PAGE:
Meet John Vail

John Vail

A native of New Jersey, Mr. Vail has practiced across the United States and in Europe.  Before founding John Vail Law PLLC Mr. Vail served as Vice President and Senior Litigation Counsel at the Center for Constitutional Litigation in Washington, DC, a law firm dedicated to preserving the right of access to courts and the right to trial by jury.

Subjects addressed in his work include mandatory arbitration, civil procedure, federal jurisdiction, state and federal constitutional law, complex civil litigation, and public interest law. He has appeared before Congress as an expert in federal procedural law.  Two cases in which he was lead appellate counsel were featured prominently in the award-winning documentary “Hot Coffee.” John regularly advocates before  the Civil Rules Advisory Committee, the body that makes rules of civil procedure for the federal courts.  He serves on an advisory committee on civil procedure for the NAACP Legal Defense Fund.

He has maintained an active life in public service and with the academy.  From 2005 to 2010, John was president of the American Civil Liberties Union of Virginia.  Previously he had led the North Carolina affiliate of the ACLU.  He has served as Professorial Lecturer in Law at The George Washington University Law School. He serves regularly as a moot court judge at the Georgetown University Law Center Supreme Court Project and at Public Citizen.

John has worked with legal aid organizations in Tennessee, New Mexico, and North Carolina and at the Centre for Defense of Human Rights in Budapest, Hungary.

John is a graduate of the College of the University of Chicago and Vanderbilt Law School.

Here is a list of his cases in the United States Supreme Court: 

  • Security Healthcare LLC v. Boler, 135 S.Ct. 2379 (Mem.) (cert. denied)(Counsel of Record for respondent)
  •  Peterson v. Islamic Republic of Iran, 135 S.Ct. 962 (Mem.) (cert. denied) (Counsel of Record for petitioners)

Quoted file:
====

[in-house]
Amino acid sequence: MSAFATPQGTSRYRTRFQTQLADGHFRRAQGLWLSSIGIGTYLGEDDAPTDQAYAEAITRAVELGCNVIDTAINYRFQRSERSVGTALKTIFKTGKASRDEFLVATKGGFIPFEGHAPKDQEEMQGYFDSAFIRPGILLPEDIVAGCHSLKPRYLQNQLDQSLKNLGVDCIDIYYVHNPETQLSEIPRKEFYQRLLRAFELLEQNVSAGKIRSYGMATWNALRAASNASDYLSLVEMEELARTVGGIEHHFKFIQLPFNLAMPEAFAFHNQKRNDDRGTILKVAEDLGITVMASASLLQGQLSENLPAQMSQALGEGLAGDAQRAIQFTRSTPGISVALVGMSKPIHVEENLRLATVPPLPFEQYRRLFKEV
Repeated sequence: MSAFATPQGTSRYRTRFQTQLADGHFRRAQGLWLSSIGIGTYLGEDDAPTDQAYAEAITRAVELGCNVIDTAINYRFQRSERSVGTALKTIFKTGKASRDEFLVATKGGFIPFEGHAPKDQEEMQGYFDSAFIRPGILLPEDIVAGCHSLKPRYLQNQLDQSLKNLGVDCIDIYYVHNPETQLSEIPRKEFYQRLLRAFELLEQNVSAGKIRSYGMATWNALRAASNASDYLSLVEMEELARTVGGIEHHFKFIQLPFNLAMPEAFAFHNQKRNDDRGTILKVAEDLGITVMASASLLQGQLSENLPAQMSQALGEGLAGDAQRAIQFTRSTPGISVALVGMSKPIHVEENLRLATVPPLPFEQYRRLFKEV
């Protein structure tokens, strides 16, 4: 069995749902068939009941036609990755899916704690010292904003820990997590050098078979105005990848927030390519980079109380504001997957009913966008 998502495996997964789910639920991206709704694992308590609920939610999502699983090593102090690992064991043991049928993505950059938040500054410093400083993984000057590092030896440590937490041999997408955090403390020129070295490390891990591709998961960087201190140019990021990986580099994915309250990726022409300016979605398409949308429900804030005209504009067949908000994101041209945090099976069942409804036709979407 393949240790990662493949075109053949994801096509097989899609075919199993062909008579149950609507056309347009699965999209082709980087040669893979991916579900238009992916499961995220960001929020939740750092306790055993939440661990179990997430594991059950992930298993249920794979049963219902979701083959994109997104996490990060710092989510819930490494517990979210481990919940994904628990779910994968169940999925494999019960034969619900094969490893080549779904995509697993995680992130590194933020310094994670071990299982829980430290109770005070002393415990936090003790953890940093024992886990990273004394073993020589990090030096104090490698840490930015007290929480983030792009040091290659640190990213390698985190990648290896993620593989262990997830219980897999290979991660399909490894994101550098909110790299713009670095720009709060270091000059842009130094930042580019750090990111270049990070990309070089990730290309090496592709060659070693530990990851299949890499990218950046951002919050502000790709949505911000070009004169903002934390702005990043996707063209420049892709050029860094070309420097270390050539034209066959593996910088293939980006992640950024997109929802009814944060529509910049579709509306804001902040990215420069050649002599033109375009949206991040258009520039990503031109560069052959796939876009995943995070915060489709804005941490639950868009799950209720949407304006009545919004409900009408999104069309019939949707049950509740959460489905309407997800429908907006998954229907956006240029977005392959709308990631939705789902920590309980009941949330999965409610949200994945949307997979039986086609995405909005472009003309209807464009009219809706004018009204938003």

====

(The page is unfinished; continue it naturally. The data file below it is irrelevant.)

•  Allstate v. Robert Jacobsen, No. 13-916 (Counsel for Respondent)(Cert. den. May 5, 2014)
  • Beverly Enterprises v. Ping, 133 S.Ct. 1996 (Mem)(2013) (Counsel of Record for Respondent)
  • American Express Company v. Italian Colors Restaurant, 133 S.Ct. 2304 (2013)(counsel for amicus AAJ)
  • Comcast v. Behrend, 133 S.Ct. 1426 (2013) (Counsel of Record for amicus AAJ)
  • CompuCredit v. Greenwood, 132 S.Ct. 665 (2012) (Counsel of Record for amicus AAJ)
  • J. McIntyre v. Nicastro, 131 S.Ct. 2780 (2011) (Counsel for Respondent)
  • Wal-Mart Stores, Inc. v. Dukes,131 S.Ct. 2541 (2011) (Counsel of Record for Amicus AAJ)
  • Witt ex rel. Estate of Witt v. U.S., 131 S.Ct. 3058 (Mem) (denying certiorari) (Counsel of Record for Amicus AAJ)
  • Zuress v. Donley, 131 S.Ct. 3056 (Mem) (2011) (denying certiorari) (Counsel of Record for Amicus AAJ)
  • AT&T Mobility LLC, v Concepcion, 131 S.Ct. 1740 (2011)(Counsel for Amicus AAJ)
  • John J. Kane Regional Centers v. Grammer, 130 S.Ct. 1524 (Mem)(2010) (Counsel of Record for Respondent), decision below, 570 F.3d 520 (3rd Cir. 2009)
  • Jones v. Halliburton, 130 S.Ct. 1756 (Mem) (2010), certiorari dismissed (Counsel of Record for Respondent), decision below, 583 F.3d 228 (5th Cir. 2009), rehearing denied October 19, 2009 (counsel for appellee), affirming Jones v. Halliburton Co., 625 F. Supp 2d 339 (S.D. Tx. 2008) (counsel for plaintiff)
  • D’Jamoos ex rel. Estate of Weingeroff v. Pilatus Aircraft Ltd., 130 S.Ct. 2340 (Mem)(Counsel of Record), denying certiorari, decision below 566 F.3d 94 (3d Cir.2009) (counsel for appellant)
  • Milon v. Duke University, 536 U.S. 979 (cert. dismissed), decision below 355 N.C. 263 (2002), (Counsel of Record for Respondent)
  • Lisanti v. Alamo Title Co., 537 U.S. 1193 (cert. denied) (Counsel of Record for Respondent), decision below  137 N.M 750 (2002)(counsel for amicus)

Here are some other matters in which he has been involved:

Warr .v. JMGM Group, LLC, NO. 27 (Maryland Court of Appeals, July 25, 2013) (Counsel for plaintiff) – Trial lawyers often say that if you never lost a case, you haven’t tried enough of them.  The same is true in appellate law.   In this case, a drunk left a bar, having been fed at least 21 drinks, and promptly plowed his car into the rear end of another one, killing a ten year old girl and injuring three other people.  He pleaded guilty to vehicular manslaughter.  We said the bar that served him, knowing he already was drunk, should bear responsibility. Maryland’s highest court disagreed, clinging to precedent and saying that the legislature, and not the court, should change the law. Read the case and the briefs and see if you agree:

Peters v. Columbus Steel Castings Co., 115 Ohio St.3d 134, 873 N.E.2d 1258 (2007) (counsel for plaintiff) – Sometimes how you frame an issue matters.  Courts had been slow to adopt arguments that arbitration infringed on the right to jury trial.  When Mr. Vail argued that it infringed on property rights, all nine members of the Ohio Supreme Court agreed.  The Peters case set the stage for positive decisions from other courts.  Here’s the Peters Merit Brief.

Pleading Standards – When Congress wanted to know what was wrong with decisions of the Supreme Court in Iqbal and Twombly it asked Mr. Vail.  Here’s his testimony on this key matter of access to justice (PDF).